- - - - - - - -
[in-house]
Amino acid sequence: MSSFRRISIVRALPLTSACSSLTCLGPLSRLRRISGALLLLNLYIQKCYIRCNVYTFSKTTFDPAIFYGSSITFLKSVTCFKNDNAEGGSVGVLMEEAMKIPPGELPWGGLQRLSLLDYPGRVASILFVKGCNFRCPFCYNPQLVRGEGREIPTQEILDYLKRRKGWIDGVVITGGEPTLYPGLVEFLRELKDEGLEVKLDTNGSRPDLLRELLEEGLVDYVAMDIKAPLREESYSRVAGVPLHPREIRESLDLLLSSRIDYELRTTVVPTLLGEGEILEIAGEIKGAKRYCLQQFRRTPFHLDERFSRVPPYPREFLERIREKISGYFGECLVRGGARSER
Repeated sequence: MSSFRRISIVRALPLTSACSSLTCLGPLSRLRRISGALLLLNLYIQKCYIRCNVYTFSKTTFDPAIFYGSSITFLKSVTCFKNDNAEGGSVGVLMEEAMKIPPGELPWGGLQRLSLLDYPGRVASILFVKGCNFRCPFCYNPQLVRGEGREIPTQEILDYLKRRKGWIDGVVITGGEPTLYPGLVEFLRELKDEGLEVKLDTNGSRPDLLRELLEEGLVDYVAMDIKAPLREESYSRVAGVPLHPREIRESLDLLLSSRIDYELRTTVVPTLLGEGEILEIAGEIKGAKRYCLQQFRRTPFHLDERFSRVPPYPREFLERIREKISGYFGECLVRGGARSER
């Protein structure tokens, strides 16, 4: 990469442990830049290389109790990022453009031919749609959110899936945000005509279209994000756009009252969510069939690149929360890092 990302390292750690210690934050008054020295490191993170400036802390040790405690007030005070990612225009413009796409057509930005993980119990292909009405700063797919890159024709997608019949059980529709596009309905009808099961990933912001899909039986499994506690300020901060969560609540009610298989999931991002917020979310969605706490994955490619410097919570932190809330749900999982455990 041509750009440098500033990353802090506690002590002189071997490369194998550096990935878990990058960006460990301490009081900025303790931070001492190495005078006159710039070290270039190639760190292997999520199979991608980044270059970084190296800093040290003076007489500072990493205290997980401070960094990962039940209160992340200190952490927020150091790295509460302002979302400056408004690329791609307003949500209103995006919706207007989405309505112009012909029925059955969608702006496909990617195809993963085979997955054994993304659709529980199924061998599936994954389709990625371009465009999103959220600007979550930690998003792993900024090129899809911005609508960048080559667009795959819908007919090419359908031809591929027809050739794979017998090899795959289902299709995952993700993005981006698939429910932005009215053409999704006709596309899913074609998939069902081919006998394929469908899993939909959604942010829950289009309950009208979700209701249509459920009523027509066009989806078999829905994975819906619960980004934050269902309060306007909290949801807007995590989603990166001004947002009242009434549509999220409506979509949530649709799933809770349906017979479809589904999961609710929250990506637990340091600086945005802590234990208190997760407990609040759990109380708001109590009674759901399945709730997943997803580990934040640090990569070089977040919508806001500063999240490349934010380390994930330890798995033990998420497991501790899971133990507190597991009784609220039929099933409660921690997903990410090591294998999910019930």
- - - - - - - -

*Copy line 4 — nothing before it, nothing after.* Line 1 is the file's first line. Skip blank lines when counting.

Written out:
């Protein structure tokens, strides 16, 4: 990469442990830049290389109790990022453009031919749609959110899936945000005509279209994000756009009252969510069939690149929360890092 990302390292750690210690934050008054020295490191993170400036802390040790405690007030005070990612225009413009796409057509930005993980119990292909009405700063797919890159024709997608019949059980529709596009309905009808099961990933912001899909039986499994506690300020901060969560609540009610298989999931991002917020979310969605706490994955490619410097919570932190809330749900999982455990 041509750009440098500033990353802090506690002590002189071997490369194998550096990935878990990058960006460990301490009081900025303790931070001492190495005078006159710039070290270039190639760190292997999520199979991608980044270059970084190296800093040290003076007489500072990493205290997980401070960094990962039940209160992340200190952490927020150091790295509460302002979302400056408004690329791609307003949500209103995006919706207007989405309505112009012909029925059955969608702006496909990617195809993963085979997955054994993304659709529980199924061998599936994954389709990625371009465009999103959220600007979550930690998003792993900024090129899809911005609508960048080559667009795959819908007919090419359908031809591929027809050739794979017998090899795959289902299709995952993700993005981006698939429910932005009215053409999704006709596309899913074609998939069902081919006998394929469908899993939909959604942010829950289009309950009208979700209701249509459920009523027509066009989806078999829905994975819906619960980004934050269902309060306007909290949801807007995590989603990166001004947002009242009434549509999220409506979509949530649709799933809770349906017979479809589904999961609710929250990506637990340091600086945005802590234990208190997760407990609040759990109380708001109590009674759901399945709730997943997803580990934040640090990569070089977040919508806001500063999240490349934010380390994930330890798995033990998420497991501790899971133990507190597991009784609220039929099933409660921690997903990410090591294998999910019930």